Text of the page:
Connecting with Culture
Our blog reflecting on weekly news, trends, innovation, and the arts...
‘This is a soul splitting open and exploding into art.’ – Ari Grossman
I’ve been watching complete strangers shed tears, at a loss for words, or opening up about their own mental health struggles, prompted by their first viewing of one song.
I’ve been watching reactions to ‘Hi Ren’, a video performance by independent musician Ren. It’s a nine-minute exploration of the artist’s struggle with self-doubt – compelling in its delivery, deceptive sophistication, and raw honesty. By the end, we are in no doubt this is a life lived, not imagined.
What ‘Hi Ren’ does so well is explore the lie that we are constantly told by the world, the flesh, and the devil (1 John 2:15–17) – you’re not good enough, so just give up.
He puts that devilish whisper on the screen, rather than keeping it in his own head, and in doing so exposes the falsehood that it’s only happening to you, and no one else will understand. It’s a hard watch, as he is bullied, mocked, and accused by a voice that seeks to control, coerce, and diminish his God-given talents. It’s a powerful performance, which engages viewers to the final line.
Tears have been shed as viewers recognise their own hidden thought life in Ren’s, their own struggles with that other voice. Although it starts as a struggle with himself, the source and reality of that voice is ultimately the devil, exposed in a boastful rant.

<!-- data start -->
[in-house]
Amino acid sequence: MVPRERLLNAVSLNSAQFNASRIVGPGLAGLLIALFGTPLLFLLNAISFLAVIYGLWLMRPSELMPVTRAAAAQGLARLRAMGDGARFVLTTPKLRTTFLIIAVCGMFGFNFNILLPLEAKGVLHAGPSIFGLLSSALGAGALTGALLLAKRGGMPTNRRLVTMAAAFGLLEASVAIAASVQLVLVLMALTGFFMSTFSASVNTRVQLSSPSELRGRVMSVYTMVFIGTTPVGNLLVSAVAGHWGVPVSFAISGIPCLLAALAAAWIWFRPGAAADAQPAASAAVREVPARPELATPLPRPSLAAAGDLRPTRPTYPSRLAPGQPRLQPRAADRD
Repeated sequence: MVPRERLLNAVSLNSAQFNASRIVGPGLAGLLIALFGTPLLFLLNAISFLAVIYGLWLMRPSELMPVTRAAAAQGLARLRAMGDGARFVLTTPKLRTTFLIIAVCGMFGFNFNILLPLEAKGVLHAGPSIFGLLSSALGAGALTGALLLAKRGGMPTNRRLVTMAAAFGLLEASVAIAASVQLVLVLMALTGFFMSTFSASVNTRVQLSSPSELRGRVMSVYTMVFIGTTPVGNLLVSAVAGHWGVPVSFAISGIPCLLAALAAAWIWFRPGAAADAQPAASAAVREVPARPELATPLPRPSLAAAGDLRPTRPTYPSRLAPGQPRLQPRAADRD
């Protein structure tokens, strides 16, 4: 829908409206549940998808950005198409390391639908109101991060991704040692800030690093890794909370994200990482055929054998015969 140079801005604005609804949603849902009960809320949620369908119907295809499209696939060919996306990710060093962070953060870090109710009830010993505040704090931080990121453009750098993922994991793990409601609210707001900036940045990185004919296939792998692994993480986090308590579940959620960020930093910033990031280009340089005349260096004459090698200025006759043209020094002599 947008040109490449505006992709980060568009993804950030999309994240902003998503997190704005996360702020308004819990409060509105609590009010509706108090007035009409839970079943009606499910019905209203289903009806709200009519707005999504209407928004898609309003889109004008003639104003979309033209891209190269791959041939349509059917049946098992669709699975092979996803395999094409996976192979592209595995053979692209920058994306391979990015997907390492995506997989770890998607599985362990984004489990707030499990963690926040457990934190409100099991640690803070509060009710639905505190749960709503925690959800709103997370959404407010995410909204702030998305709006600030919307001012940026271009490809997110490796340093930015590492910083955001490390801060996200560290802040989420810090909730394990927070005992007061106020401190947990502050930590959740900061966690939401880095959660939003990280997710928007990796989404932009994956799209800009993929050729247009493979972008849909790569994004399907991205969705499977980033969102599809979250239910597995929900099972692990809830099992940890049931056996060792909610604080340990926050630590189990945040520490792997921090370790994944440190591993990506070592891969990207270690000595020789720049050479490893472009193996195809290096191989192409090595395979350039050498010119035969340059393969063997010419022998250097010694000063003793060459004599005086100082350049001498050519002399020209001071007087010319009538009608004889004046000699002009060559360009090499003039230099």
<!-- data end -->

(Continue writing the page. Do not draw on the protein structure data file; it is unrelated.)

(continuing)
Hope makes a powerful appearance in the song, too. This is possibly the source of the video’s popularity and ability to connect with viewers. Hope from knowing that someone else has felt the way you feel, that they’d believe you if you told them.
How do we put Jesus at the centre of this desire for hope? How can we bring hope to the mental health epidemic of isolation and anxiety? It’s with the truth that Christ died for all, regardless, so everyone can be whole, healed, and forgiven.
Are we authentic? Do we hide our self-doubts and failings?
Can we open up a conversation with friends and colleagues about whether this song affected us, and invite them to respond?
If there’s a voice whispering ‘it’s not worth trying’, you know who that is and you know that he’s been overcome.
The world seeks our authenticity. Whether with fellow believers, relatives, colleagues, or social companions, we can demonstrate Spirit-led compassion and commitment to those he has put in our lives as we draw alongside them.
Nick works as an administrator in Higher Education, and co-leads his local Pinner Writers’ Group